Improving the Disaster Recovery of Low-Income Families
Comoderated by Carolyn Kousky, Executive Director, Risk Management and Decision Processes Center, Wharton School, The University of Pennsylvania.
The costs of natural disasters can be wide ranging, including not just property damage, but broader negative impacts on economic, social, and physical well-being. Research has shown that low income households and communities suffer disproportionately from disasters. Disasters can act as tipping points for families and individuals on the edge, pushing the marginally homeless into homelessness, those living paycheck-to-paycheck into debt and financial insecurity, and consuming any small savings that had been accumulated for housing, education, or other purposes.
For larger scale disaster events, there are several federal assistance programs that are typically activated to support recovery. Unfortunately, however, these programs fail to provide needed assistance to the most vulnerable people. Many lower-income families do not qualify for disaster loans, the FEMA Individual Assistance grants are insufficient to fund rebuilding, and funding from HUD takes months or even years to reach needed families. Insurance can provide greater funding, typically faster than federal aid, but many households who need the financial protection of insurance the most are the least able to afford it.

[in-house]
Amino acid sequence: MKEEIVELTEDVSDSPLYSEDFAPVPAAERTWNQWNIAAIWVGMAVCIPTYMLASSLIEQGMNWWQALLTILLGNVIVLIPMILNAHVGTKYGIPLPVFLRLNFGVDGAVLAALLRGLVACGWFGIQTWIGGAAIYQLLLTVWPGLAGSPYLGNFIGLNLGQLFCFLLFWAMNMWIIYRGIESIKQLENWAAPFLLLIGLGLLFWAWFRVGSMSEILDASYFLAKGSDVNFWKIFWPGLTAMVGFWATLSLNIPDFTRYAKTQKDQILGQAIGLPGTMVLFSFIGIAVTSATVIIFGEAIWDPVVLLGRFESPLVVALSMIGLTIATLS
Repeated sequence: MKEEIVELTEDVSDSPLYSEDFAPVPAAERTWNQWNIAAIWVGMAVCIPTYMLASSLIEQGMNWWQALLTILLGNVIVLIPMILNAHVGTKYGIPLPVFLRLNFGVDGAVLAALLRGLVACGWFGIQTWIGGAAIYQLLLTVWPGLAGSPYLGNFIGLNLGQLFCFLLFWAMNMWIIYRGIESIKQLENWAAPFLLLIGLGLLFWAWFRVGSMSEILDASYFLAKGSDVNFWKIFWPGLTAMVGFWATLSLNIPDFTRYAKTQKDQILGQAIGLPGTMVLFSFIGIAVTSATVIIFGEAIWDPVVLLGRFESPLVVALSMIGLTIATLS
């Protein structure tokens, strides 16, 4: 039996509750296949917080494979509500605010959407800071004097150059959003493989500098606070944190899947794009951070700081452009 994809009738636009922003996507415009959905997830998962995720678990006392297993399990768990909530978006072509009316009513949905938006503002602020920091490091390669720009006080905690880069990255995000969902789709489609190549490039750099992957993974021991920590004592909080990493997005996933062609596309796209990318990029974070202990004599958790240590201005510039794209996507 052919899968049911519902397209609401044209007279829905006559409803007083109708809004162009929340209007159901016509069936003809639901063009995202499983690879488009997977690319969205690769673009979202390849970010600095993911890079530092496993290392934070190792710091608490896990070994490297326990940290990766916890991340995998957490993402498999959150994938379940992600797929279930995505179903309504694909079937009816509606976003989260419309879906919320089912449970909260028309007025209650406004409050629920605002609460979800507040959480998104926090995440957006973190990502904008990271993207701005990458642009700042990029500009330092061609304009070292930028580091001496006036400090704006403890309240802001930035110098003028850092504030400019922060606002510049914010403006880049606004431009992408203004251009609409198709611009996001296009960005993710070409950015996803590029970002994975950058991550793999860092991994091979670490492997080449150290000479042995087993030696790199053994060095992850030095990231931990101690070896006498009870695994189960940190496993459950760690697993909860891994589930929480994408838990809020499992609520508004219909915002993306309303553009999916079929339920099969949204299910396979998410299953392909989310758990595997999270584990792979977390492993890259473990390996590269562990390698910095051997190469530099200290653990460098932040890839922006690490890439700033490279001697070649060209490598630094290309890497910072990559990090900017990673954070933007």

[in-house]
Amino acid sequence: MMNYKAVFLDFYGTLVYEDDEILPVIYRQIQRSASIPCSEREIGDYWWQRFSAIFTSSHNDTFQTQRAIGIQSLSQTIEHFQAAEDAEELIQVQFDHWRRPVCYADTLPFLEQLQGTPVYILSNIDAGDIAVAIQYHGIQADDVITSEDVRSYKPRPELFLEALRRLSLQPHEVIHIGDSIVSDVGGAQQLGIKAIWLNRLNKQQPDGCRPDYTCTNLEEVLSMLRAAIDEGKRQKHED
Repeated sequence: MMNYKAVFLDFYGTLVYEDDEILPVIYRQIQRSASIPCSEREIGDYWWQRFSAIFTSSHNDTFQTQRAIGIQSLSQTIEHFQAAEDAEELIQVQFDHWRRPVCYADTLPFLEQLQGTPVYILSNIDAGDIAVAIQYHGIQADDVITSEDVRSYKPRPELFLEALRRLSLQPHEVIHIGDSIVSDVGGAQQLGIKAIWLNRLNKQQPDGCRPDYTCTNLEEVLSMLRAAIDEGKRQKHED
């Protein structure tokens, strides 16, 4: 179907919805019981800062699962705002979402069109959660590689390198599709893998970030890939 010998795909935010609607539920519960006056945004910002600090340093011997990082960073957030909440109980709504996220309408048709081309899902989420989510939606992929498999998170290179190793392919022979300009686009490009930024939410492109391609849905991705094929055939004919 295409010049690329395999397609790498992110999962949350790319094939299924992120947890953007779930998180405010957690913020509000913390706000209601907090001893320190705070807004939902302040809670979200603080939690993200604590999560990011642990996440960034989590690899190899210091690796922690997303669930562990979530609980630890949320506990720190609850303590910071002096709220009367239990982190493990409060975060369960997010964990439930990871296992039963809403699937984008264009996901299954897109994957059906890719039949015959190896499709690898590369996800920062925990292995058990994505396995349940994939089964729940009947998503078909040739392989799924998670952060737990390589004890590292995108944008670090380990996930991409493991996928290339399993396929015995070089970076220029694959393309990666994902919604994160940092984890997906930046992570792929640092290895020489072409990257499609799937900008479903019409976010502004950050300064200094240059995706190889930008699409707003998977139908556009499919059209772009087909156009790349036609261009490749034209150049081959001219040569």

How can federal disaster aid programs be improved to assist low-income households? What policy changes need to be made to support effective recovery for low-income households?
A collaboration with the Wharton Risk Management and Decision Processes Center where the expert submissions are simultaneously presented in the Risk Center’s Digital Dialogues.